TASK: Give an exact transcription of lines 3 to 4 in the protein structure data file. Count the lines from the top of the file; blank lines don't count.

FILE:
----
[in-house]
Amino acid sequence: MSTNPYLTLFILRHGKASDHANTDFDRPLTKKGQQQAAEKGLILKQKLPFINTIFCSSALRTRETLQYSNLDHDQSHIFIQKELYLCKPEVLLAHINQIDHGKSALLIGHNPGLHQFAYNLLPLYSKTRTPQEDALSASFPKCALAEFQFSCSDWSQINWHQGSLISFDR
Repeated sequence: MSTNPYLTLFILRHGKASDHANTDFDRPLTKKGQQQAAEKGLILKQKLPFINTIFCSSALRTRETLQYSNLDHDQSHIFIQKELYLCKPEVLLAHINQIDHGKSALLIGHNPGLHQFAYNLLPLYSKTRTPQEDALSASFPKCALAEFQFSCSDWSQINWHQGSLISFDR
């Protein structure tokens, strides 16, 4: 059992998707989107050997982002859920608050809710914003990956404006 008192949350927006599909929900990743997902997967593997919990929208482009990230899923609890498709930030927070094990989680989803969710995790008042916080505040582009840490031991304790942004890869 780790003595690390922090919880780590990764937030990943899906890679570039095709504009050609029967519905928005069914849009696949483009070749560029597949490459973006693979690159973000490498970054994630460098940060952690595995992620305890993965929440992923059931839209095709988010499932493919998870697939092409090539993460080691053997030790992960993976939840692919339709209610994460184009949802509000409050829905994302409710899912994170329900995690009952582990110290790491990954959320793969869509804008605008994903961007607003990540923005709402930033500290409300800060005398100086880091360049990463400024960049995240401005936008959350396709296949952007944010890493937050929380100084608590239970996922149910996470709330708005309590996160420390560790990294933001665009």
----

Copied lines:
Repeated sequence: MSTNPYLTLFILRHGKASDHANTDFDRPLTKKGQQQAAEKGLILKQKLPFINTIFCSSALRTRETLQYSNLDHDQSHIFIQKELYLCKPEVLLAHINQIDHGKSALLIGHNPGLHQFAYNLLPLYSKTRTPQEDALSASFPKCALAEFQFSCSDWSQINWHQGSLISFDR
């Protein structure tokens, strides 16, 4: 059992998707989107050997982002859920608050809710914003990956404006 008192949350927006599909929900990743997902997967593997919990929208482009990230899923609890498709930030927070094990989680989803969710995790008042916080505040582009840490031991304790942004890869 780790003595690390922090919880780590990764937030990943899906890679570039095709504009050609029967519905928005069914849009696949483009070749560029597949490459973006693979690159973000490498970054994630460098940060952690595995992620305890993965929440992923059931839209095709988010499932493919998870697939092409090539993460080691053997030790992960993976939840692919339709209610994460184009949802509000409050829905994302409710899912994170329900995690009952582990110290790491990954959320793969869509804008605008994903961007607003990540923005709402930033500290409300800060005398100086880091360049990463400024960049995240401005936008959350396709296949952007944010890493937050929380100084608590239970996922149910996470709330708005309590996160420390560790990294933001665009």